1) MUSIC MONTAGE OF DEATH. The series has developed one consistent theme that I love - giving characters a cool song montage before they get to die. Carl got Bright Eyes "At the Bottom of Everything" as the sun shone in his face and all his plans came together. Few of the characters have had the opportunity to really put the closure on their lives like Carl did here. He was able to write some letters, enjoy a fake Kit Kat with a friend, take some selfies with his sister, get a tan, play some video games, and get his college degree online. I'm super glad for him and it did extend the episode a little to give Carl time to do all his Carl things before saying goodbye but montage!
2) THE CRY HEARD AROUND THE WORLD. We're having an emotional moment here. Michonne is losing it and Rick is having trouble even forming words. Carl is having his final words with Judith and literally passing the torch/hat to her. Carl's giving the super lifelong guilt trip of "Mom said I'd be the best but now it's up to you to be the best ever and here's a part of Dad to wear on your head." Judith looks around and this being her first real scene in the show to show off her acting chops, she freezes. So the show throws in the worst fake cry of the current century. From a show that does special effects like no other show, why is the cry the worst I've heard. They quickly hand Judith off to Daryl saying "Cover her mouth and get her out of here." Obviously, no parent was in charge of this scene because I know a cry face when I see a cry face. If nothing else, Judith may have needed a potty break but that wasn't a cry. It really took me out of one of the main emotional moments of the show.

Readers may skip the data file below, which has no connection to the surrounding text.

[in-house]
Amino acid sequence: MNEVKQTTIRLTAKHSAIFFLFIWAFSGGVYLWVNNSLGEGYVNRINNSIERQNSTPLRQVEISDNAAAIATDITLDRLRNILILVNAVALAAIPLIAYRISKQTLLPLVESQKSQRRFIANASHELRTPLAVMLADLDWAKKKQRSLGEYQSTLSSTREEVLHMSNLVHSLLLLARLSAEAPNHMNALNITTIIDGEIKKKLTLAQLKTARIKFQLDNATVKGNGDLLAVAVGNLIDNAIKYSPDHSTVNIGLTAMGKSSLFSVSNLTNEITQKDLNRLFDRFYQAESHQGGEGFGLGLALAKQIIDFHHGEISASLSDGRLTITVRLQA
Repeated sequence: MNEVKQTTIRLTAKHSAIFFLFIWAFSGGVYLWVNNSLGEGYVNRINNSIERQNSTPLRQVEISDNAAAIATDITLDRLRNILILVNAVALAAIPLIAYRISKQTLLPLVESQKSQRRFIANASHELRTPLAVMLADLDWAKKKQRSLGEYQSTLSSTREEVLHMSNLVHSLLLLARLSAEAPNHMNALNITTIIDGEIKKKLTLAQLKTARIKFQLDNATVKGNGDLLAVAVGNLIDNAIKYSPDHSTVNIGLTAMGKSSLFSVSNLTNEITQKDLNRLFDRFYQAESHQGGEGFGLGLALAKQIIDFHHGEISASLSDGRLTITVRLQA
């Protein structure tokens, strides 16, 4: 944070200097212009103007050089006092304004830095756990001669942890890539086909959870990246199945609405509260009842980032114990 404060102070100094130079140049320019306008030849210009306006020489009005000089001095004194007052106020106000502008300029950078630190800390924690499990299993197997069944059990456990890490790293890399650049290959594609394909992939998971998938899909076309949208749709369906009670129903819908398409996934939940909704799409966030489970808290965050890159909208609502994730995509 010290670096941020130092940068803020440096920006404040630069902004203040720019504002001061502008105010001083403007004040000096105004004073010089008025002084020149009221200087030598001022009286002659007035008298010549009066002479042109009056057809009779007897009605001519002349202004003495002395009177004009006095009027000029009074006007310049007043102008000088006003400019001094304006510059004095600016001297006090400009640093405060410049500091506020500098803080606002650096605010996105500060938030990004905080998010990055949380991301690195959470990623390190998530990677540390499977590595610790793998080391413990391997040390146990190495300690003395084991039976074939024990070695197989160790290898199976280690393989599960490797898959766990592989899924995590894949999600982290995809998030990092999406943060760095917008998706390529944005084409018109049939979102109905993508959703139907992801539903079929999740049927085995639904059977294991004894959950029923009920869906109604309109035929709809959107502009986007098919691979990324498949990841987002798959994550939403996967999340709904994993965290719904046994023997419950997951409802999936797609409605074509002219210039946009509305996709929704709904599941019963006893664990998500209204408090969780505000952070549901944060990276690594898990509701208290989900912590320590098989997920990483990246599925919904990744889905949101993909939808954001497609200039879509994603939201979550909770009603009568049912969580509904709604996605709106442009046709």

3) BEAT THIS WORLD. In theory, I've always viewed this show as Carl's story seen through Rick's eyes. I loved Glenn and Abraham and Sasha and even Beth - their deaths served important plot purposes. I'm not convinced that this will be the case for Carl. We saw our little boy grow quite a bit and if you are telling a story that even keeps up a glimmer of hope that we can "beat this world," it's not a baton you can pass down. Judith having the hat doesn't mean that whoever has the hat will be our hope for the future. They handled the death well, he got just enough time as befits a major character but thematically I'd almost rather lose Michonne or Daryl than see Carl out of the picture. That said - the dye was set in the previous episode. Any "saving" of Carl would have probably marked the last time I watched the show.